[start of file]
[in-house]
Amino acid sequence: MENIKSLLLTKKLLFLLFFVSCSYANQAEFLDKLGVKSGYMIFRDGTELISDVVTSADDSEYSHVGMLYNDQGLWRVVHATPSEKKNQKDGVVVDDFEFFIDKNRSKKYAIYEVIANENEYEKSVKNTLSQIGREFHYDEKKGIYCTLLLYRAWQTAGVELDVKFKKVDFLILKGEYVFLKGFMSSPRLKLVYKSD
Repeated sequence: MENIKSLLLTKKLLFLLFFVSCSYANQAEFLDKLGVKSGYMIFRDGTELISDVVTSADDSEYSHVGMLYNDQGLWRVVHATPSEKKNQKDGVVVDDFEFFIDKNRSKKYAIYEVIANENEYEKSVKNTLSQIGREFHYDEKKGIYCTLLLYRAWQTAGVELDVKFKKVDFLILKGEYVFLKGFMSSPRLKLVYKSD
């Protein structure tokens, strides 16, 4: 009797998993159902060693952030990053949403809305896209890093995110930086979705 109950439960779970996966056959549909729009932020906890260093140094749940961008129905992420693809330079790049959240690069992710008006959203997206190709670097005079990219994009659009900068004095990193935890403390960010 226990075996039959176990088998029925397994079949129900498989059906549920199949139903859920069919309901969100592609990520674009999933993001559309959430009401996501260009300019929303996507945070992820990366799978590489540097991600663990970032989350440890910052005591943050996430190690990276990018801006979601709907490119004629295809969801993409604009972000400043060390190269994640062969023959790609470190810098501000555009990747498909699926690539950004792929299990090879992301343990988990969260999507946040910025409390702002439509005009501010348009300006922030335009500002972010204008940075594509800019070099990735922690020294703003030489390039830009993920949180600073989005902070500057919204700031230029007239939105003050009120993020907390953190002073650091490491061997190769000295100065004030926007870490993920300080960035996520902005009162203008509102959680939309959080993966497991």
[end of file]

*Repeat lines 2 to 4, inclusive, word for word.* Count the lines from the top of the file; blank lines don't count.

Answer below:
Amino acid sequence: MENIKSLLLTKKLLFLLFFVSCSYANQAEFLDKLGVKSGYMIFRDGTELISDVVTSADDSEYSHVGMLYNDQGLWRVVHATPSEKKNQKDGVVVDDFEFFIDKNRSKKYAIYEVIANENEYEKSVKNTLSQIGREFHYDEKKGIYCTLLLYRAWQTAGVELDVKFKKVDFLILKGEYVFLKGFMSSPRLKLVYKSD
Repeated sequence: MENIKSLLLTKKLLFLLFFVSCSYANQAEFLDKLGVKSGYMIFRDGTELISDVVTSADDSEYSHVGMLYNDQGLWRVVHATPSEKKNQKDGVVVDDFEFFIDKNRSKKYAIYEVIANENEYEKSVKNTLSQIGREFHYDEKKGIYCTLLLYRAWQTAGVELDVKFKKVDFLILKGEYVFLKGFMSSPRLKLVYKSD
């Protein structure tokens, strides 16, 4: 009797998993159902060693952030990053949403809305896209890093995110930086979705 109950439960779970996966056959549909729009932020906890260093140094749940961008129905992420693809330079790049959240690069992710008006959203997206190709670097005079990219994009659009900068004095990193935890403390960010 226990075996039959176990088998029925397994079949129900498989059906549920199949139903859920069919309901969100592609990520674009999933993001559309959430009401996501260009300019929303996507945070992820990366799978590489540097991600663990970032989350440890910052005591943050996430190690990276990018801006979601709907490119004629295809969801993409604009972000400043060390190269994640062969023959790609470190810098501000555009990747498909699926690539950004792929299990090879992301343990988990969260999507946040910025409390702002439509005009501010348009300006922030335009500002972010204008940075594509800019070099990735922690020294703003030489390039830009993920949180600073989005902070500057919204700031230029007239939105003050009120993020907390953190002073650091490491061997190769000295100065004030926007870490993920300080960035996520902005009162203008509102959680939309959080993966497991």